Che Ma Xuan Pasha

My budding love affair with Che Ma Xuan sourced cakes stemmed from correspondences with Eugene (Tea Urchin) about the NaKa region.

I have since greatly enjoyed the various cakes sampled; a BingDao, two NaKa, a MengHai, a YouLe, and now a PaSha… each lovely, each unique.

courtesy of Eugene (Tea Urchin)

courtesy of Eugene (Tea Urchin)

courtesy of Eugene (Tea Urchin)

The dry leaf of this early spring 2011 sourcing from PaSha offered what I find in a sum of youthful puerh, an intense aroma of pasture –a muddle of humid dark grass with faint traces of fruit, and hints of flowers. This PaSha offered an additional expression in the form of a vaporous smudge of candy-like sweetness.

The first yielded broths were thick in body, buttery smooth. Each contributed to the increasingly distinctive mouth feel as they dramatically bowed from the tongue into the hard palate.

As the soft palate became engaged, my mind went into overdrive scrambling to identify notes as they appeared in flashes –cherry wood, sweet tobacco, flowers of undetermined variety, menthol, spice, corn (??)… all seemed right, yet potentially incorrect.

The tea truly opened up around the 6th and 7th steeps with a penetrating sweetness. It rounded out the existing notes, filled the mouth, and reached easily into the throat. It soothed. The lips became coated with tea oils.

A latent veil of coolness began to rise from the front of the mouth into the sinus.

The considerable nature of its sweetness soldiered on well into the final cups –I took the leaves to a healthy 15 steeps.

Its energy was ever-present, built gradually, and weighed heavily on the shoulders. It calmed. The body pulsated with warmth, which was notable as cool breezes rushed in from the patio door behind me.

I fought a bit with this PaSha; not in steeping, but in defining the nuances of its flavor. It confounded me with its profile. I look forward to a session or two more –on the back of three to date– to truly define all of its subtleties. This, I am afraid, will have to wait for a cake to arrive.

It seems a potentially good tea for aging, if considered for its now complexity and vibrant nature. It is also priced nicely at $50 for a 357g cake.

Should you be interested in this PaSha, or any of the previous Che Ma Xuan cakes, please contact Eugene for samples, and or cakes.

Advertisements

An afternoon with a beast from Naka and Cabaret Voltaire

I can’t for the life of me remember exactly what triggered my interest in Naka.

There might have been a mini-brick online somewhere that first put the name into my head, or perhaps it rang in my head as Naga –one of my favorite features of the Wats in Thailand when I visited years back. Whatever the exact reason, I made mention of the village to Eugene at Tea Urchin during an email discussion about teas, prompting him to make note of a tuocha Che Ma Xuan sourcing from the autumn of 2009. I ended up falling in love with the purchased sample, and a short while after happily invested in a 250g tuo.

After an exchange which included mention of their 2012 Spring sourcing, a sample arrived gifted with a recent order. It, however, sadly appeared just as I packed away my tea’s into boxes, where it has patiently waited for me since.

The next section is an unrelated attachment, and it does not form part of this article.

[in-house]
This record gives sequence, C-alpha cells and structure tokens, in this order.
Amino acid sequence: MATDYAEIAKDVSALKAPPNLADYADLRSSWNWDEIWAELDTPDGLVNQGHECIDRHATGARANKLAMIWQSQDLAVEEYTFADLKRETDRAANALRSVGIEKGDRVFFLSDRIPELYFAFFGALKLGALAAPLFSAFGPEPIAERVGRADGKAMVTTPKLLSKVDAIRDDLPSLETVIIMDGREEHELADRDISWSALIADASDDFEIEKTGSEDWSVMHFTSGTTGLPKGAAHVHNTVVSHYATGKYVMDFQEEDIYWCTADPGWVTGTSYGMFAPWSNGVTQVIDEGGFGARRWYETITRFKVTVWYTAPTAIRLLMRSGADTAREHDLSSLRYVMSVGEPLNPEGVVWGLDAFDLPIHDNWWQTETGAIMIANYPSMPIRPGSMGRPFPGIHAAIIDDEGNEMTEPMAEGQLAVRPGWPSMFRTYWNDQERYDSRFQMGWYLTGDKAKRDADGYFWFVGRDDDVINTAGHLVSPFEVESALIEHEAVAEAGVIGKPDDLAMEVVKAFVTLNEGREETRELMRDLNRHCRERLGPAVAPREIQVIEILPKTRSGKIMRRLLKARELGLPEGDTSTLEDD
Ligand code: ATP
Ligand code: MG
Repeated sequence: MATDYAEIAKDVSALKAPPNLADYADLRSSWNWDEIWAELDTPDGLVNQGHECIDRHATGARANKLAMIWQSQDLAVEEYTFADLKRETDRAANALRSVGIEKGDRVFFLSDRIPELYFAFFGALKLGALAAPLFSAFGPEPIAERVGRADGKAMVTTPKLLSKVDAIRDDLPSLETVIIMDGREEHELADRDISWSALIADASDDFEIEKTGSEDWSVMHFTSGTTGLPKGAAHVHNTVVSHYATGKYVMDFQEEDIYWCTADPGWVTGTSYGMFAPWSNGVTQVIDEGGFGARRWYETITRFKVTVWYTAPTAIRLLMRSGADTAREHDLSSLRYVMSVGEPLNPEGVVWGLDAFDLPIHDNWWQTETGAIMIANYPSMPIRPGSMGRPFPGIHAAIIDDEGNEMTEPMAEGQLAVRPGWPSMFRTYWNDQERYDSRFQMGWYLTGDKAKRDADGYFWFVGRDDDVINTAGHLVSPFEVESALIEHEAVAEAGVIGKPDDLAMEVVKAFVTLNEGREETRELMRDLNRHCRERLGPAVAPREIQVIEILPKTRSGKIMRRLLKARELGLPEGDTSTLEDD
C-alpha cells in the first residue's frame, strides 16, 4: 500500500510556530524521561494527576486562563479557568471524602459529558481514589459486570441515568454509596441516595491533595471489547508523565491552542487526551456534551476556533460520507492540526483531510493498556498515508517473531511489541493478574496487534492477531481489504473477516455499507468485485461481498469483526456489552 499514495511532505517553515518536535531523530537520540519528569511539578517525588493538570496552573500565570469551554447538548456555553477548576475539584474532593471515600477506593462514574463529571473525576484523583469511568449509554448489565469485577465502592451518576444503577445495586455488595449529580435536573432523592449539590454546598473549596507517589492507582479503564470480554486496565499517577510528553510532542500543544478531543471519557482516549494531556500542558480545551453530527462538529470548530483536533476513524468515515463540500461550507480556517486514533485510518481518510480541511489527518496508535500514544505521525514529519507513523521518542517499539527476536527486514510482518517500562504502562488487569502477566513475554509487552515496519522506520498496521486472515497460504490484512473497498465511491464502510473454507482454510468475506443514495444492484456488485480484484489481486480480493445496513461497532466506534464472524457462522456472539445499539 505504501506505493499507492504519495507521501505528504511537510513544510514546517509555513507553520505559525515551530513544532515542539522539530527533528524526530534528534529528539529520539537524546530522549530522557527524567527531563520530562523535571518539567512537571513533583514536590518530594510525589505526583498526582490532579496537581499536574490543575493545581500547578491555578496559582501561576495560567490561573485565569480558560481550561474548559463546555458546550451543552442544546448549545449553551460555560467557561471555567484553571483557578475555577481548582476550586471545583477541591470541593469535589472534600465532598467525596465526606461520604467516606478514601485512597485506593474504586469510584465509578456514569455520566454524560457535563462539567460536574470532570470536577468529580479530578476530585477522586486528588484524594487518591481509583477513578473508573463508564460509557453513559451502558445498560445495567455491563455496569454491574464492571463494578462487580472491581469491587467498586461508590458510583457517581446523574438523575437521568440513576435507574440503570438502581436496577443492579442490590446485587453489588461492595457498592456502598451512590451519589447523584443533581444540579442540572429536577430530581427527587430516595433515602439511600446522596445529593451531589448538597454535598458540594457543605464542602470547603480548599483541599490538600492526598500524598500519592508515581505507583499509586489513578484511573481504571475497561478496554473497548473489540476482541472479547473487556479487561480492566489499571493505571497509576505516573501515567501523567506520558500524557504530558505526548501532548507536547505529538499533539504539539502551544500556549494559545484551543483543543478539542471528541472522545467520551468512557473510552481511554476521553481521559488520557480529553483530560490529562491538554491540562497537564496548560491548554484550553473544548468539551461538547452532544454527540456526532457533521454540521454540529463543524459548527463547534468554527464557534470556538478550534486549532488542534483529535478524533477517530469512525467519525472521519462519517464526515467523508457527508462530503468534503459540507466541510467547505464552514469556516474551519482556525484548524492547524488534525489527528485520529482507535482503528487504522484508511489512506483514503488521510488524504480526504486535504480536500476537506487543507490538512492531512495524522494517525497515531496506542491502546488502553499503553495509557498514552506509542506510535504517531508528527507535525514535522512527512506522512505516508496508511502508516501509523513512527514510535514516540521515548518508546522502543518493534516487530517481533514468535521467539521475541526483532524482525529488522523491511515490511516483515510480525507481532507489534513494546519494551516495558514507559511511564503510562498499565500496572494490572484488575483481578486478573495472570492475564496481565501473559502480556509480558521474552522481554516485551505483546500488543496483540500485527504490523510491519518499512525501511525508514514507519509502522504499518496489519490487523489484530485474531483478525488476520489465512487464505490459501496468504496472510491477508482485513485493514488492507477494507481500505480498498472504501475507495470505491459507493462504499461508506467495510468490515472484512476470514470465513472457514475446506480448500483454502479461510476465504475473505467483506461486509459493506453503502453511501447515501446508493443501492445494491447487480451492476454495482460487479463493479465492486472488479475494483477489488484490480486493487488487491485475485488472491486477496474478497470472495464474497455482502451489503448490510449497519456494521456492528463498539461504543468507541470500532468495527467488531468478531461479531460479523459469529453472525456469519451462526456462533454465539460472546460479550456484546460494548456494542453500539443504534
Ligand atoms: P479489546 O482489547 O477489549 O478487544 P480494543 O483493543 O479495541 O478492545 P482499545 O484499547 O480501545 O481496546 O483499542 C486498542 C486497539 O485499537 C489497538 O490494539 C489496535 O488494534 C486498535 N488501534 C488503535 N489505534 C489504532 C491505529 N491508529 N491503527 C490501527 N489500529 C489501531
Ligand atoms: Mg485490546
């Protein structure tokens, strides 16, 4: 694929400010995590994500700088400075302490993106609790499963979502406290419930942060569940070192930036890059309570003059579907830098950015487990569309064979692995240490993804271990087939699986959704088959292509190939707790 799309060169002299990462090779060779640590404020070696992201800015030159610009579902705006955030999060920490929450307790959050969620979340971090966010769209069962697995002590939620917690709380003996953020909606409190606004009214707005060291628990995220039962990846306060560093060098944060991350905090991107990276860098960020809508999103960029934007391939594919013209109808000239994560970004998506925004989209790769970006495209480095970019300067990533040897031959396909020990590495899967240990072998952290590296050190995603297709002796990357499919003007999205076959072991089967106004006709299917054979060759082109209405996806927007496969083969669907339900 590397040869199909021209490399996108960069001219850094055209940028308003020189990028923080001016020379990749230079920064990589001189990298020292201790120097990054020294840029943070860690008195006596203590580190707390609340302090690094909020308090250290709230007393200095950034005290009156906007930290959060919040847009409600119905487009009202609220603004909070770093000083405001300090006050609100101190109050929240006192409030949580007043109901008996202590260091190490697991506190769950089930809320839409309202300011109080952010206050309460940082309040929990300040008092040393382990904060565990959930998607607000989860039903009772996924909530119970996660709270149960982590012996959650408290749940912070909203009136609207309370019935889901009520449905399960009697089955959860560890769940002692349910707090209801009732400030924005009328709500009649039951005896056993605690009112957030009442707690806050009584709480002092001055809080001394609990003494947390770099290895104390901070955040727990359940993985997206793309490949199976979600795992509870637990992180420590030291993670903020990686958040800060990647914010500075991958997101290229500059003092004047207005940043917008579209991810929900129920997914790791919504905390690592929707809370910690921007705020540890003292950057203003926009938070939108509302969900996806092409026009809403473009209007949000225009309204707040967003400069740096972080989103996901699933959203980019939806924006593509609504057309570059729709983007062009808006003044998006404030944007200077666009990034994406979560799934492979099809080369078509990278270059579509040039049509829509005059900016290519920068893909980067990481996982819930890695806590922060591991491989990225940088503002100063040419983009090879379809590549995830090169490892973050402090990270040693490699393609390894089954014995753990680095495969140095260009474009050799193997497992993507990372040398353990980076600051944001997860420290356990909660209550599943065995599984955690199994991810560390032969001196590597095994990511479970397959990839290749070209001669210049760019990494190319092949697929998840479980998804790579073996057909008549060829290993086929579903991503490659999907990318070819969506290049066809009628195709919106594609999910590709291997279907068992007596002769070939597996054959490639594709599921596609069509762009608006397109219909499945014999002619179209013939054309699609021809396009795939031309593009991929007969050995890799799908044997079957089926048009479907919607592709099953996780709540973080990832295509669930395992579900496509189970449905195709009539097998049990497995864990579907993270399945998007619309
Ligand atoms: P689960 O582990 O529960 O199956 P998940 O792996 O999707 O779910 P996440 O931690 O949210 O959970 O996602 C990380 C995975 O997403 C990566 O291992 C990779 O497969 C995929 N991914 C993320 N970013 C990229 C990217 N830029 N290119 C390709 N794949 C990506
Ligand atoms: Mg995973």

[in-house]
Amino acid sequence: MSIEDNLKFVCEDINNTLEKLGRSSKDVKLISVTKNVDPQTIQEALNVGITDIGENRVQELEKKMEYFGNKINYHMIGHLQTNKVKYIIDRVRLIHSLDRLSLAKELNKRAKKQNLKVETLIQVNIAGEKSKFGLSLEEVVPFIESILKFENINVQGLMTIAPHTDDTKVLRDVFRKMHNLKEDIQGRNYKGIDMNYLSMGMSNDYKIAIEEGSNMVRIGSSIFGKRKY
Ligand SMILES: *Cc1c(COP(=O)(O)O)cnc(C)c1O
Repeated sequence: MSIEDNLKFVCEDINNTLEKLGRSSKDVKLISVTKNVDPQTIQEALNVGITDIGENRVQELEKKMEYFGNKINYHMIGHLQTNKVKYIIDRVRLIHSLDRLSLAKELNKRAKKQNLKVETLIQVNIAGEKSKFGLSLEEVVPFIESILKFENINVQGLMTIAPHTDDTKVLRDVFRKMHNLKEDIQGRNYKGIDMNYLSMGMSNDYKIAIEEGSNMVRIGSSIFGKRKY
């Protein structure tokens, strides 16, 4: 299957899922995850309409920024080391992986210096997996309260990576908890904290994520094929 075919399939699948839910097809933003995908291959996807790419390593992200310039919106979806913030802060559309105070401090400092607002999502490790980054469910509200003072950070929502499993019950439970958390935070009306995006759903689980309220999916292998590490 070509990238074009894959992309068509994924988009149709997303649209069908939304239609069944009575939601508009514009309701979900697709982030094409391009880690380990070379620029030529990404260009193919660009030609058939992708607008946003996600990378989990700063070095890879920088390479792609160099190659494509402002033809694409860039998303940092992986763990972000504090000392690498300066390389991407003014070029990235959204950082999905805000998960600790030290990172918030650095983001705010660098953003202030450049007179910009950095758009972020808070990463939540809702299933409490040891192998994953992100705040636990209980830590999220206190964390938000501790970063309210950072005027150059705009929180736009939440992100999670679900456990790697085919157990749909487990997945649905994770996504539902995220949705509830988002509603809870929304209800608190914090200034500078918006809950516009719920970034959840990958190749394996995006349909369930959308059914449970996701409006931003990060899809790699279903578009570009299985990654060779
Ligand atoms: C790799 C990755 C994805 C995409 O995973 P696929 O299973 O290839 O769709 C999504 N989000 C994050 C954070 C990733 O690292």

Today, as I sat out on the back patio on this lovely day, it seemed as good day as any to give it a first run. After a bit of rummaging about in a couple of boxes, the sample was found.

With just a dry nosing, the invigorating aroma from the leaves drew me in before they were even wet. This is also when what became the dominant flavor note in the first half-dozen steeps appeared. I couldn’t place it just then, and it took me a handful of sips to name it.

Toasted rice powder.

The liquor was clean, bright. It provided a mild ku along with an anchoring note of the toasted rice powder. This fragrance also lingered on the lid of the gaiwan, even as it began to fade in the mouth by later steeps. As the session progressed, the tea rounded out with increasing array of notes and subtleties.

It felt incredibly soft, buttery perhaps, in the mouth. And while it might be a clumsy way of describing the progressive sensation, ‘glossy’ best sums it up. It wasn’t the high buff shine experienced from the Legends Of Puer Bingdao cake I had recently (which I will post about shortly), but it was in a similar league. It cooled the tongue, and even the lips, at points.

What I wasn’t fully prepared me for was the energy lurking within this Naka. It was unapologetically powerful. Within the first three steeps it began pulsing energy into the brow where it increased in weight. It weakened the strength of my legs. My torso felt impossibly warm. I was absolutely consumed whole by its energy. I had to walk away from the beast for a break around the seventh, perhaps eighth, steep as I was fully intoxicated. I was reluctant, truly, but sometimes you have to know your limit.

It will certainly be interesting to see how the qi transforms with time. Will it fade? Will it strengthen? I can barely even imagine the latter –though I have a sample of an eighties Shui Xian from Essence Of Tea lurking in the wings which reportedly knocks the drinker for a loop within a steep. Might this also be the future for this Naka? I kind of hope so.

steeping listening: Cabaret Voltaire: International Language